When I purchased the 2004 Adelaida Cellar Pinot Noir, somehow I missed reading the "Paso Robles" designation that comes after the "Santa Lucia Mountain Range". I feel that Paso Robles is not the right place for the Pinot Noir variety -- the area is too hot -- and it shows in this bottling.

On the other hand, I have had a number of Pinot Noir from the Santa Lucia Highlands AVA, a viticultural area within the cool and beautiful Monterey County (80+ miles north of Paso Robles), and they have always been superbly balanced on the side of being feminine and earthy. Some of the more memorable wines are from the well known Pisoni vineyards.

2004 Adelaida Cellar Pinot Noir, HMR Estate vineyard, Santa Lucia Mountain Range, Paso Robles (14.2%, $27)

Deep and vibrant garnet color. Beautiful nose of ripe cherries, red berries, salty plums with hints of earthiness and dark chocolate. Full bodied, opulent and intense. Seems too overdone and alcoholic for a pinot noir and the wine seems to have been singed by excessive heat in the vineyards. Finishes with bitter dark chocolate. Ripe, grainy tannins. A complex and layered wine, but it tastes more like a syrah (pinot on steroids?). Not my kind of pinot. 2 stars (mg).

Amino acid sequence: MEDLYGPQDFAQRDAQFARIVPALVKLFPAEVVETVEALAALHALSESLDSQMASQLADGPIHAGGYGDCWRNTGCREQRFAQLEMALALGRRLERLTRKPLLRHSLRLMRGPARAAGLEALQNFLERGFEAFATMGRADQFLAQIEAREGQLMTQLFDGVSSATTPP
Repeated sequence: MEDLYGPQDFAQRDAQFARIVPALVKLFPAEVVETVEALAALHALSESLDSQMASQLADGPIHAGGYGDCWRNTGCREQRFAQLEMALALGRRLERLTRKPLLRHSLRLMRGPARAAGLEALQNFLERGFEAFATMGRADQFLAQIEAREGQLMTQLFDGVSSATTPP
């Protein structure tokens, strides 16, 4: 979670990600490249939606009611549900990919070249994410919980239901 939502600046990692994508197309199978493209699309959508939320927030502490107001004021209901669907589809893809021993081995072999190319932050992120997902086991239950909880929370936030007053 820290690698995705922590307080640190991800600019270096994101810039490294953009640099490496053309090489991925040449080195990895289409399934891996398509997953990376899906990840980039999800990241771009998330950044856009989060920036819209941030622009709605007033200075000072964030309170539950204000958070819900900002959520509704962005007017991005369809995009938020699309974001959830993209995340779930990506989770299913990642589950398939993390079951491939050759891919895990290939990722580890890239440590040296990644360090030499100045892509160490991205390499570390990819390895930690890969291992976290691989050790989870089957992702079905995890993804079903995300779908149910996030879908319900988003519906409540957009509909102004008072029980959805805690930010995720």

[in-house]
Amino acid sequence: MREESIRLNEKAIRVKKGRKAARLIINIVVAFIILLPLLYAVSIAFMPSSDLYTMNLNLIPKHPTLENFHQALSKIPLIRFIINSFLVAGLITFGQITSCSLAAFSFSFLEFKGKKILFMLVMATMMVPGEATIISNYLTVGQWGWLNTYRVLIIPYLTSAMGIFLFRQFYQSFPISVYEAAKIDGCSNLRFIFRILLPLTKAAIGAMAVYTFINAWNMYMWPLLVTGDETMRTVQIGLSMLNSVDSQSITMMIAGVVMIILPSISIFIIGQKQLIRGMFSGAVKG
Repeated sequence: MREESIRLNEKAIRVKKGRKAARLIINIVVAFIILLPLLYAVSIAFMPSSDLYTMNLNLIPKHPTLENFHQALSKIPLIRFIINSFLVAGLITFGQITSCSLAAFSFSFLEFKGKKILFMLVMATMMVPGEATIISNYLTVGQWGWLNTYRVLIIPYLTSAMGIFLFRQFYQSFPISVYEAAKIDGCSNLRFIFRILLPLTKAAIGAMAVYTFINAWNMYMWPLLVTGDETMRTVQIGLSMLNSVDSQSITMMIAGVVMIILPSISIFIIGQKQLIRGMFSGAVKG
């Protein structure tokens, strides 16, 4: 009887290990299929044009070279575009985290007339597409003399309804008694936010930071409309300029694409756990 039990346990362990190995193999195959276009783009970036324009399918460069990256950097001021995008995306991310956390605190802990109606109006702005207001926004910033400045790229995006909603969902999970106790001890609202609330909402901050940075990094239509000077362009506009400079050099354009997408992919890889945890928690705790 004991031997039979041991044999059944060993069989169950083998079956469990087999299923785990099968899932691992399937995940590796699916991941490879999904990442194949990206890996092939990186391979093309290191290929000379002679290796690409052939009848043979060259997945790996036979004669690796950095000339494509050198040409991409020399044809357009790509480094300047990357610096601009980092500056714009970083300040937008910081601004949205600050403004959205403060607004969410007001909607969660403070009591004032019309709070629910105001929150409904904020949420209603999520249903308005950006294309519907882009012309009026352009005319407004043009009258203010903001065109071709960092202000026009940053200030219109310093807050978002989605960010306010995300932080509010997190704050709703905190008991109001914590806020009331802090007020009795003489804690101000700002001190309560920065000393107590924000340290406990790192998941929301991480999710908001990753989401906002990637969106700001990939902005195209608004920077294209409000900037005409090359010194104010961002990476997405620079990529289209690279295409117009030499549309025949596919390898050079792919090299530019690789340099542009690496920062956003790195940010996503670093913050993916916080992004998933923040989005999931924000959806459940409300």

I feel that Paso Robles hot(ter) climate affected this wine detrimentally. It simply is too bombastic for a Pinot Noir. It could have easily passed as a Central Coast Syrah or Grenache wine if tasted blindly.

From the winery's website

Pinot Noir HMR Estate 2004
The historic HMR Vineyard is located in the hills west of Paso Robles at an elevation of 1,700 feet. Planted in 1964, it is the oldest pinot vineyard throughout the entire South Central Coast of California, encompassing San Luis Obispo and Santa Barbara Counties. Just 14 miles from the Pacific Ocean, its unique microclimate benefits from cooling marine breezes. The Burgundian-like, fractured calcareous soils give the wine a complex element of terroir-focused flavors.

HMR wines have received much acclaim for over three decades. The "Maestro," Andre Tchelistcheff loved the wines from HMR, particularly the Pinot Noir. Since 1994, Adelaida Cellars has owned this prized vineyard, one that truly has earned its place in the annals of California wines.